Full Review

Von Schleinitz

Von Schleinitz
2012 Brut Riesling, Mosel

Pair this wine with:
Chicken Fish Shellfish

Category: Other Sparkling

Date Tasted:
Country: Germany
Alcohol: 12.5% RS: 1.2%
91 Points
Gold Medal
Exceptional
$35

Von Schleinitz
2012 Brut Riesling, Mosel

Pair this wine with:
Chicken Fish Shellfish

Category: Other Sparkling

Date Tasted:
Country: Germany
Alcohol: 12.5% RS: 1.2%
Clear golden yellow color. Citrusy aromas and flavors of lemon, apple, honeyed peach, and fuel-like minerals and rubber sap with a supple, tangy, finely carbonated, fruity medium body and an effortless, subtle, medium-long finish imparting suggestions of kiwi and lime sorbet with no oak flavor. A bright, very tasty fruity sparkler that is sure to please.

Tasting Info

Wine Glass Style: Fruity, Juicy & Smooth, Quaffable & Crisp & Lively
Aroma Aroma: lemon, apple, honeyed peach, and fuel-like minerals and rubber sap
Taste Flavor: Same as aromas with suggestions of kiwi and lime sorbet
Sweetness Sweetness: Fruity
Enjoy Enjoy: Now-3 years on its own and with food
Recipes Pairing: Scallops With Chorizo Butter, Catfish Pad Ped, Cobb Salad
Bottom Line Bottom Line: A bright, very tasty fruity sparkler that is sure to please.

The Producer

Von Schleinitz Estate

The Producer
15-17 Kirchstrasse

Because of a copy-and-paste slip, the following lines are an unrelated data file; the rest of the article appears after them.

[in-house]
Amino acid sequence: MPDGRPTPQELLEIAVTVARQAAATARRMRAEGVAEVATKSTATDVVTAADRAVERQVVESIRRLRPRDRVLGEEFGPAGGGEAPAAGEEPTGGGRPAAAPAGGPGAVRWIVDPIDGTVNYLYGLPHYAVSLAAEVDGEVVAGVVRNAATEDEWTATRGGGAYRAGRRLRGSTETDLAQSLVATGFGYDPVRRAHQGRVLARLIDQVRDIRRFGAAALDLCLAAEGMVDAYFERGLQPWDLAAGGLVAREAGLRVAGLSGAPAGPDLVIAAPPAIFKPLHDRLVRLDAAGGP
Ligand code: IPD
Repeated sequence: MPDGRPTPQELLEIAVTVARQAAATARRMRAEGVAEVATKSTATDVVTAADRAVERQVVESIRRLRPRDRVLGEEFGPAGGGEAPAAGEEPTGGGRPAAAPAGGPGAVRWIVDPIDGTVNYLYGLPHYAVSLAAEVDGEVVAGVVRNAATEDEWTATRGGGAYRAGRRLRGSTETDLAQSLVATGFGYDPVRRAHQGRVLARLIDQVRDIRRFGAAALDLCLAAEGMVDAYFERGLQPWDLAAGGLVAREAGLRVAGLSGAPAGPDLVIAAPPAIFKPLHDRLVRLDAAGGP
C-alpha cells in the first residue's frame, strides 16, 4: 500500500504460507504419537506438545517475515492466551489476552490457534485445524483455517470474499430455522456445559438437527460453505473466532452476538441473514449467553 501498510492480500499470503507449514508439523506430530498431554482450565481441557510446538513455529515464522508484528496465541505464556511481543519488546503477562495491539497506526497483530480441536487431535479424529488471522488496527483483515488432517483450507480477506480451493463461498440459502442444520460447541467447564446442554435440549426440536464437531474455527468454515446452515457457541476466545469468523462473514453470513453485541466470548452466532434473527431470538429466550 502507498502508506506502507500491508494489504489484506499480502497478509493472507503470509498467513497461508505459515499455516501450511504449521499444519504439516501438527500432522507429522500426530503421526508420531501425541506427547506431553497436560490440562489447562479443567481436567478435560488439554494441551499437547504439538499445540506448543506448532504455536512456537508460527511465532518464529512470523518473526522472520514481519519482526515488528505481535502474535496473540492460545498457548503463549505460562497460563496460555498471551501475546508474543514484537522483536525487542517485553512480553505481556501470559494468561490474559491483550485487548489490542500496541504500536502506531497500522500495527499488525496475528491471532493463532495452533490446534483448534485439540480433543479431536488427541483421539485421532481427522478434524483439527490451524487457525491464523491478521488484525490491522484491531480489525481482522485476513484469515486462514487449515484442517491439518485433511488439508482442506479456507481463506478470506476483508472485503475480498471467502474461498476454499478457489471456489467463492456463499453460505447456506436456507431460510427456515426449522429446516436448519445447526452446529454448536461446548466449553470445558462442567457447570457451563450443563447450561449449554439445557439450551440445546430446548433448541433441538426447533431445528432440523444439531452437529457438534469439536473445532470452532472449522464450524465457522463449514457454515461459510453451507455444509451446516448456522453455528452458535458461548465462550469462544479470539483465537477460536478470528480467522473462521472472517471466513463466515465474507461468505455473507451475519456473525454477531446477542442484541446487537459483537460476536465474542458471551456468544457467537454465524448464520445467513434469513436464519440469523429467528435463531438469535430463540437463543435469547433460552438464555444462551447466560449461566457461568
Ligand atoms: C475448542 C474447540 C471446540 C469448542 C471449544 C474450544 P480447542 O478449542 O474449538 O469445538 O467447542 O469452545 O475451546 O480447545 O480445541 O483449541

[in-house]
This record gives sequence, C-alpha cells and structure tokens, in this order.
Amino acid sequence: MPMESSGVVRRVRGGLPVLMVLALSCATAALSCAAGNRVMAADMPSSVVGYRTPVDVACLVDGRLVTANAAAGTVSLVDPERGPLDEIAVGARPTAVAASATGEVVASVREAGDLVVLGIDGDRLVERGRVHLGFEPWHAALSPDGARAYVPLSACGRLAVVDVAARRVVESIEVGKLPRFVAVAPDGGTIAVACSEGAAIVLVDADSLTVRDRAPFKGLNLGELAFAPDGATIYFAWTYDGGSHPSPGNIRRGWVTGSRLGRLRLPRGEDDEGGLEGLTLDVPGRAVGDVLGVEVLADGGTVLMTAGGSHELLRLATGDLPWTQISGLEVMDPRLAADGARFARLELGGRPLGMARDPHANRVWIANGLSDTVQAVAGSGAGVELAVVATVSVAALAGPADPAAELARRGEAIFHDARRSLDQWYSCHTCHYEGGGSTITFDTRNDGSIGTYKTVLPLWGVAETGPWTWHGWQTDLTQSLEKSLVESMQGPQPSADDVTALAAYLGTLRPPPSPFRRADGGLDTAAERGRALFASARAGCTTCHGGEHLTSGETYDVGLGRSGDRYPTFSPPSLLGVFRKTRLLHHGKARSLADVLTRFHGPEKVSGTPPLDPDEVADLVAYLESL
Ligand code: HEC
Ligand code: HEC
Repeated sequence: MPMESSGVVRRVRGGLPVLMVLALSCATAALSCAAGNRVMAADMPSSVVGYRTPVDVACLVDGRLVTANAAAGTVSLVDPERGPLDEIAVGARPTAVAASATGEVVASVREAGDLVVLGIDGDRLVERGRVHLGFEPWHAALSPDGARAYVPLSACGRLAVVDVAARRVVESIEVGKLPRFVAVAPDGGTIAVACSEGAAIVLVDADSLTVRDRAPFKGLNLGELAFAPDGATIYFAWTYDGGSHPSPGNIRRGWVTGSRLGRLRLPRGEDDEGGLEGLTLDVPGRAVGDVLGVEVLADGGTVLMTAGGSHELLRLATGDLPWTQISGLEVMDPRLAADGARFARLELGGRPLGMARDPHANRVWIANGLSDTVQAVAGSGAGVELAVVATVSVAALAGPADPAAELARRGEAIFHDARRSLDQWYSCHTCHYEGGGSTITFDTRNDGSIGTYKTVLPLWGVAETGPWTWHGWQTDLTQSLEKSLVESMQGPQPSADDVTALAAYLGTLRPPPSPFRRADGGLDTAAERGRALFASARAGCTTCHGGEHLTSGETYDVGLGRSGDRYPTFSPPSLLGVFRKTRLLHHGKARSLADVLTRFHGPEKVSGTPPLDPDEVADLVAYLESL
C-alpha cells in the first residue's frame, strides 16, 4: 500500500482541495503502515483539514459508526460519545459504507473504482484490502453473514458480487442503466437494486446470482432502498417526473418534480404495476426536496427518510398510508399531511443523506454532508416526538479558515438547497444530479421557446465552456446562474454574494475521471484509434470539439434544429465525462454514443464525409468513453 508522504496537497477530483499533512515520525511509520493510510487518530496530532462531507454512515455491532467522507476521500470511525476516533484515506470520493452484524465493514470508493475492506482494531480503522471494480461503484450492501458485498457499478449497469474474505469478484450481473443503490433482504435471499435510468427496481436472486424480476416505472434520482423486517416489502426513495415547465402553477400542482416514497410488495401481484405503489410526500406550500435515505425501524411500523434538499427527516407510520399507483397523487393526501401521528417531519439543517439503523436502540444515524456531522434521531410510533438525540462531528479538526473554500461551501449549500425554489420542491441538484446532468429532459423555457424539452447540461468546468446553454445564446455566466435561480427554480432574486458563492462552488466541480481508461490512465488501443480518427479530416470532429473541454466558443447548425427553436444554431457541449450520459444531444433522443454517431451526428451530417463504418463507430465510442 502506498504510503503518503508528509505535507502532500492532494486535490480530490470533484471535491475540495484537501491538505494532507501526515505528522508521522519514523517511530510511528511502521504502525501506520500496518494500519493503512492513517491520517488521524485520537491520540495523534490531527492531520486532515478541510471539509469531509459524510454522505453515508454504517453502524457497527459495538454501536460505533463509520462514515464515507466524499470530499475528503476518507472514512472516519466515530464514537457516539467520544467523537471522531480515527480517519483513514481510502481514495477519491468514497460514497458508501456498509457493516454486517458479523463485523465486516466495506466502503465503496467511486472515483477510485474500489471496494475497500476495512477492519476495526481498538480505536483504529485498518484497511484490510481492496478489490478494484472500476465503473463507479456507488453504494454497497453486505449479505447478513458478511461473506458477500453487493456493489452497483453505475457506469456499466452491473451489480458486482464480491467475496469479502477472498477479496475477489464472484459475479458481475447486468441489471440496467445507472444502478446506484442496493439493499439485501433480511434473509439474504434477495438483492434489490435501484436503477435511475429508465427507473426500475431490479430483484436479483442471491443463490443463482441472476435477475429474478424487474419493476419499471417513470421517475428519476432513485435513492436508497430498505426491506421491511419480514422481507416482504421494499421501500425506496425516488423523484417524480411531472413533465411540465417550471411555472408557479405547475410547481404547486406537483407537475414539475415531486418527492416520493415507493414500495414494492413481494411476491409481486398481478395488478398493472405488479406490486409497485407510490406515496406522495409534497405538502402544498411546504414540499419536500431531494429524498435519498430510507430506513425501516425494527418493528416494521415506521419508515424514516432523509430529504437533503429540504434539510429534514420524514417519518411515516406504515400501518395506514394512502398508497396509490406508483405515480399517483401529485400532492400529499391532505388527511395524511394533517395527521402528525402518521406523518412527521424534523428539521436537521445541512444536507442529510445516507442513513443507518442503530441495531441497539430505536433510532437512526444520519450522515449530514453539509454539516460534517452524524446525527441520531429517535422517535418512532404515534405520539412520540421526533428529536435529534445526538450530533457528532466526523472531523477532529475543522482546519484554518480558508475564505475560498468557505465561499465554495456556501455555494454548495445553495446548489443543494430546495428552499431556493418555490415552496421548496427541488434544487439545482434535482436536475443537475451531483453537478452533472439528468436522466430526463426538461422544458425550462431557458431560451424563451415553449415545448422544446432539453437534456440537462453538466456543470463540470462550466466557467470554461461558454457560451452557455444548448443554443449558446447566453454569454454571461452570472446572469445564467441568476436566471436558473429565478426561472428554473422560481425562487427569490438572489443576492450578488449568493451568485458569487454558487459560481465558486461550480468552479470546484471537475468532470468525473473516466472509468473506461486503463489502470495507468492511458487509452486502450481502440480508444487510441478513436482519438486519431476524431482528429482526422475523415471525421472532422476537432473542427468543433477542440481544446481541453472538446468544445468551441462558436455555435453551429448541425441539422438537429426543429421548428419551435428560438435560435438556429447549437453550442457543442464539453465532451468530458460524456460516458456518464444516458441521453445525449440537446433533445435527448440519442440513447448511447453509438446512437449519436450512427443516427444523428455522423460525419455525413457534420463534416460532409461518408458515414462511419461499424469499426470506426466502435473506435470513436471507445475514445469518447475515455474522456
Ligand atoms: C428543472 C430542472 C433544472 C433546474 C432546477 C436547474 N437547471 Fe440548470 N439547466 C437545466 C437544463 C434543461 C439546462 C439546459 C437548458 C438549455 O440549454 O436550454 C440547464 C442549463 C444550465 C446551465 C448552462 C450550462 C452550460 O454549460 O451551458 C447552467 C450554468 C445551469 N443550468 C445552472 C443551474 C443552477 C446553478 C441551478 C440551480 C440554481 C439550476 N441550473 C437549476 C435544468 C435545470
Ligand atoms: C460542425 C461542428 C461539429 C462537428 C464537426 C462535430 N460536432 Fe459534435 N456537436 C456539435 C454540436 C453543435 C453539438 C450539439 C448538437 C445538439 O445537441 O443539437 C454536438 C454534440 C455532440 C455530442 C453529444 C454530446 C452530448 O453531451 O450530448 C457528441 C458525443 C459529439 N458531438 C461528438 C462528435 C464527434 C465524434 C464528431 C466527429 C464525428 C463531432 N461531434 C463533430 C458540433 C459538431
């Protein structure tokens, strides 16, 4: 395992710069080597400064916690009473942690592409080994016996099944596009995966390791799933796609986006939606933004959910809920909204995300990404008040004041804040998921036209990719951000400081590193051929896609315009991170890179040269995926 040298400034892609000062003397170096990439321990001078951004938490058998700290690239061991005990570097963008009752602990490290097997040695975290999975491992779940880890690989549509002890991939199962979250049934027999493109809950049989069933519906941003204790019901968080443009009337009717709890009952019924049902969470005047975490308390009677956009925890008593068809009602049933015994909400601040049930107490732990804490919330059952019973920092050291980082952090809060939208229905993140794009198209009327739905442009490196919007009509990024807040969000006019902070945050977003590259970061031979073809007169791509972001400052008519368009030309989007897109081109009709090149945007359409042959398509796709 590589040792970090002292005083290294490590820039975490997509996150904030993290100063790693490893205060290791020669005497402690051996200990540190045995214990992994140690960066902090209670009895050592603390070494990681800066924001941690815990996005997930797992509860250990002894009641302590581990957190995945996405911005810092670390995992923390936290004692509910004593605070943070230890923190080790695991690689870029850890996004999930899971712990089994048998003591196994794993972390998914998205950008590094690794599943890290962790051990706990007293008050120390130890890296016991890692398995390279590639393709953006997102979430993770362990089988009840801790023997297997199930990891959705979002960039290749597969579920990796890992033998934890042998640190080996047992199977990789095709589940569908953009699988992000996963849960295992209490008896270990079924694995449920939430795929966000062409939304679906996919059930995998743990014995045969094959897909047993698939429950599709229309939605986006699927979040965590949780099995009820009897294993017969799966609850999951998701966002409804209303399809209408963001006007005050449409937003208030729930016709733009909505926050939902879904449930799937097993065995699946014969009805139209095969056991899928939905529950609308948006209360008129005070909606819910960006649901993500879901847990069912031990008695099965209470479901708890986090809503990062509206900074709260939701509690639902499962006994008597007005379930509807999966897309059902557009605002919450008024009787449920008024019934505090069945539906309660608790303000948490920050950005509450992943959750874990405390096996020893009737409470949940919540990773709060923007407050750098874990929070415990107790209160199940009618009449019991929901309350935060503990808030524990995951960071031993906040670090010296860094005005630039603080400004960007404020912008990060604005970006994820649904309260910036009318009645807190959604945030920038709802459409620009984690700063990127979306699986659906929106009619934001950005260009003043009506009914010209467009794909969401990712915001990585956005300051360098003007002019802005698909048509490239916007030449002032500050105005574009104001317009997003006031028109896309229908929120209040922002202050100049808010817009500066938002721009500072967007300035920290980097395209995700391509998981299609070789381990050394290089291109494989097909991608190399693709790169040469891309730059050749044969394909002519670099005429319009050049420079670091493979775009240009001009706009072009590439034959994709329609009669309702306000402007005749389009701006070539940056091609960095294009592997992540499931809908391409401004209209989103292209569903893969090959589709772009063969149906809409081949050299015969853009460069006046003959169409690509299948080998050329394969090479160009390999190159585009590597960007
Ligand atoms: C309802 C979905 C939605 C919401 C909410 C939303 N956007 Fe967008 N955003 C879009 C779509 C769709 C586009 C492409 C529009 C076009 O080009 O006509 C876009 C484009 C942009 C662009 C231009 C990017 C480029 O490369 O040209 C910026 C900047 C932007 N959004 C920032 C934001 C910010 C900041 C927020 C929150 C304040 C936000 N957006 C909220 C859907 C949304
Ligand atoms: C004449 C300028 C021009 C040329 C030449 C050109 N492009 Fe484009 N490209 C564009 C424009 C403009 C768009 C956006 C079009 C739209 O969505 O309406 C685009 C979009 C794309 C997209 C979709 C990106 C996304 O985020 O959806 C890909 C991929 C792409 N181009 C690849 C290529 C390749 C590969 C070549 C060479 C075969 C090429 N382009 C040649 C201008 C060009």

Kobern, 56330
Germany

Other Sparkling

Wine Glass Champagne.jpg
Serve in a Champagne Flute
Sparkling wine covers many countries, grape types and quality levels. What all of these wines have in common are bubbles.

How the bubbles get there define the type and quality of the sparkling wine. The most famous sparkling wine of course is Champagne, from the eponymous region in France. These are made by what is known as the Champagne or "classic" method, where the secondary fermentation that produces the sparkle is done in an individual bottle. Other sparkling wines that use this method include Franciacorta and Alta Langa in Italy as well as Cava from Spain.

Other sparkling wines are made when the bubbles (or carbonation) is created in large tanks. While there are many inexpensive, simple sparkling wines made in this method, there are some excellent examples, most notably Prosecco.

Sparkling wines in many cases are meant to be drunk upon release, although the best examples of Champagne can age well for more than a decade. As sparkling wine is celebratory in nature, it is often used for toasting a special event, such as an anniversary or birthday. Yet the finest dry sparking wines work beautifully with a huge array of foods. These wines are arguably the finest food wines in the world.